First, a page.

On the internet, one can find many images of black holes “eating” other stars of stars colliding to form a black hole. But producing an image for a motion picture requires totally different quality standards. The high quality demanded of an IMAX image meant that the team had to eliminate any artefacts that could show up in the final picture, and consequently rendering times were up to 100 hours compared to the typical 5–6 hours needed for other films. Contrary to the primary goal of most astrophysical visualisations to achieve a fast throughput, their major goal was to create images that looked like they might really have been filmed. “This goal led us to employ a different set of visualisation techniques from those of the astrophysics community—techniques based on propagation of ray bundles (light beams) instead of discrete light rays, and on carefully designed spatial filtering to smooth the overlaps of neighbouring beams,” says James.

Gravitationally-lensed accretion disks

DNEG’s team generated a flat, multicoloured ring standing for the accretion disk and positioned it surrounding the spinning black hole. The result was a warped spac–time around the black hole including its accretion disk. Thorne later wrote in his 2014 book The Science of Interstellar: “You cannot imagine how ecstatic I was when Oliver sent me his initial film clips. For the first time ever –and before any other scientist– I saw in ultra-high definition what a fast-spinning black hole looks like. What it does, visually, to its environment.” The following year, James and his DNEG colleagues published two papers with Thorne on the science and visualisation of these objects (Am. J. Phys 83 486 and Class. Quantum Grav. 32 065001).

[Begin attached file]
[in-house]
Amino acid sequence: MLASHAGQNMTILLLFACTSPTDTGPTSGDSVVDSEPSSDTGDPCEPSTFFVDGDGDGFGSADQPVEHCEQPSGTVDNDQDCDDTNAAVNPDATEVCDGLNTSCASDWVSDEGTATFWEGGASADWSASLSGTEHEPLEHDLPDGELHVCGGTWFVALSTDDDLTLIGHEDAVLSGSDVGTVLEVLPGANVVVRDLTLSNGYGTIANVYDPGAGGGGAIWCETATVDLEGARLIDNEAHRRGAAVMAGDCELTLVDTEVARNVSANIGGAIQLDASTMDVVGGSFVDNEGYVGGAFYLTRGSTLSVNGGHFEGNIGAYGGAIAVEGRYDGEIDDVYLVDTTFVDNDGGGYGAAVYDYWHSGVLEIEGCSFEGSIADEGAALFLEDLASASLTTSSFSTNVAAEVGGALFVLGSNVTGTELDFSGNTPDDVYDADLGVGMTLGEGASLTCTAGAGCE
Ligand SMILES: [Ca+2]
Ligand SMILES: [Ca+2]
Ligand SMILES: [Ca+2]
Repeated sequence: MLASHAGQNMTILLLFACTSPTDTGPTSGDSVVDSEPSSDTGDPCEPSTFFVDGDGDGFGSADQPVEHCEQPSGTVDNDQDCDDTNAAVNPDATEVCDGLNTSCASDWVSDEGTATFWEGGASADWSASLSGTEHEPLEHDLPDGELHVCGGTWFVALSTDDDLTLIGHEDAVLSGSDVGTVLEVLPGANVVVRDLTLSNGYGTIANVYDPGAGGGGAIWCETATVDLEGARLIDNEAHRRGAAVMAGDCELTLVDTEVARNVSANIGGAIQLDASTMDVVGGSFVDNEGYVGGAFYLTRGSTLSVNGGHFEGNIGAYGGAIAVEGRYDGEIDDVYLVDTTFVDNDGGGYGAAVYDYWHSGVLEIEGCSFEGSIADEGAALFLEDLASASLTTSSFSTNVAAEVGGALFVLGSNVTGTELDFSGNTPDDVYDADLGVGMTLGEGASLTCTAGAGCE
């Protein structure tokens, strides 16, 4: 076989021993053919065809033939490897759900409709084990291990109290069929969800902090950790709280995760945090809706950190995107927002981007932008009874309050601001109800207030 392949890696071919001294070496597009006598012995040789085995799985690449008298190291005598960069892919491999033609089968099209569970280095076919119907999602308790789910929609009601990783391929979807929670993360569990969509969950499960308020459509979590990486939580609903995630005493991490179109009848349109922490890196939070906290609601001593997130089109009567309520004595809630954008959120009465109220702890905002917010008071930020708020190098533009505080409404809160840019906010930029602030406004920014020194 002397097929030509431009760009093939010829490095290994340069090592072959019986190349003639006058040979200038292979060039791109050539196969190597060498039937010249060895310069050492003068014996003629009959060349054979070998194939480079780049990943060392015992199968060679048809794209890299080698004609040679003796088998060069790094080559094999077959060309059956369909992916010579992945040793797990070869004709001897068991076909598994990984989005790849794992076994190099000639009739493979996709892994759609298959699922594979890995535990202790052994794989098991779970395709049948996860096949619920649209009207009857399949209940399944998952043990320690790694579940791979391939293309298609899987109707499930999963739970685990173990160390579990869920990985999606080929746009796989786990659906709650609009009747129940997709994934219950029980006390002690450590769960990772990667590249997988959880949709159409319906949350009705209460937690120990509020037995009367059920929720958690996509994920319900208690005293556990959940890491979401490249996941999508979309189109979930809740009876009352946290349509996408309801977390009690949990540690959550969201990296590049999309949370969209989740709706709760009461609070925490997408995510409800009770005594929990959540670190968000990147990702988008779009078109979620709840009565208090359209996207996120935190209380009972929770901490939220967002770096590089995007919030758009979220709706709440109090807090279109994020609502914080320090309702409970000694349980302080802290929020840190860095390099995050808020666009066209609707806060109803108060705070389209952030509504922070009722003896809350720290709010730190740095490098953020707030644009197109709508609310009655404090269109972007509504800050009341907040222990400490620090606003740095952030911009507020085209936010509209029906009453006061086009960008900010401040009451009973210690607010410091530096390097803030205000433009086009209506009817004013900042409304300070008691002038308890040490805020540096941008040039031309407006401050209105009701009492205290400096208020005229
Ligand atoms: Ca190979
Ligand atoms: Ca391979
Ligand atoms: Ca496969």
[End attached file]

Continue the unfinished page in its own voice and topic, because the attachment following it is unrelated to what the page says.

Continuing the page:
Another challenge was to capture the fact that the film camera should be traveling at a substantial fraction of the speed of light. Relativistic aberration, Doppler shifts and gravitational redshifts had to be integrated in the rendering code, influencing how the disk layers would look close to the camera as well as the colour grading and brightness changes in the final image. Things get even more complicated closer to the black hole where space–time is more distorted; gravitational lensing gets more extreme and the computation takes more steps. Thorne developed procedures describing how to map a light ray and a ray bundle from the light source to the camera’s local sky, and produced low-quality images in Mathematica to verify his code before giving it to DNEG to create the fast and high-resolution render. This was used to simulate all the images to be lensed: fields of stars, dust clouds and nebulae and the accretion disk around the Gargantua, Interstellar’s gigantic black hole. In total, the movie notched up almost 800 TB of data. To simulate the starry background, DNEG used the Tycho-2 catalogue star catalogue from the European Space Agency containing about 2.5 million stars, and more recently the team has adopted the Gaia catalogue containing 1.7 billion stars.